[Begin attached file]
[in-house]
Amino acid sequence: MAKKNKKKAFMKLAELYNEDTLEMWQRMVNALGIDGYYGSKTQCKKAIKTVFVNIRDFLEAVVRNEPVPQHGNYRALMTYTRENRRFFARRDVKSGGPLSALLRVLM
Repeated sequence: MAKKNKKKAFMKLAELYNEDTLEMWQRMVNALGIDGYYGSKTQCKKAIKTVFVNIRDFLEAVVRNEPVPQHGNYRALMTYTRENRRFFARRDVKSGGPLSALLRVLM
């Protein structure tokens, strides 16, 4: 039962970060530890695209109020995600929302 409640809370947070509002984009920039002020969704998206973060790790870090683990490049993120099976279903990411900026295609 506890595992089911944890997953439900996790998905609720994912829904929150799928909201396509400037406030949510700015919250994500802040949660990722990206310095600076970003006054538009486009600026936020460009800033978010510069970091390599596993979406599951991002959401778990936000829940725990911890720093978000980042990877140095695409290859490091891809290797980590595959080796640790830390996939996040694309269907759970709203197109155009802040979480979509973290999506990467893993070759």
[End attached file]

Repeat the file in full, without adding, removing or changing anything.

[in-house]
Amino acid sequence: MAKKNKKKAFMKLAELYNEDTLEMWQRMVNALGIDGYYGSKTQCKKAIKTVFVNIRDFLEAVVRNEPVPQHGNYRALMTYTRENRRFFARRDVKSGGPLSALLRVLM
Repeated sequence: MAKKNKKKAFMKLAELYNEDTLEMWQRMVNALGIDGYYGSKTQCKKAIKTVFVNIRDFLEAVVRNEPVPQHGNYRALMTYTRENRRFFARRDVKSGGPLSALLRVLM
């Protein structure tokens, strides 16, 4: 039962970060530890695209109020995600929302 409640809370947070509002984009920039002020969704998206973060790790870090683990490049993120099976279903990411900026295609 506890595992089911944890997953439900996790998905609720994912829904929150799928909201396509400037406030949510700015919250994500802040949660990722990206310095600076970003006054538009486009600026936020460009800033978010510069970091390599596993979406599951991002959401778990936000829940725990911890720093978000980042990877140095695409290859490091891809290797980590595959080796640790830390996939996040694309269907759970709203197109155009802040979480979509973290999506990467893993070759």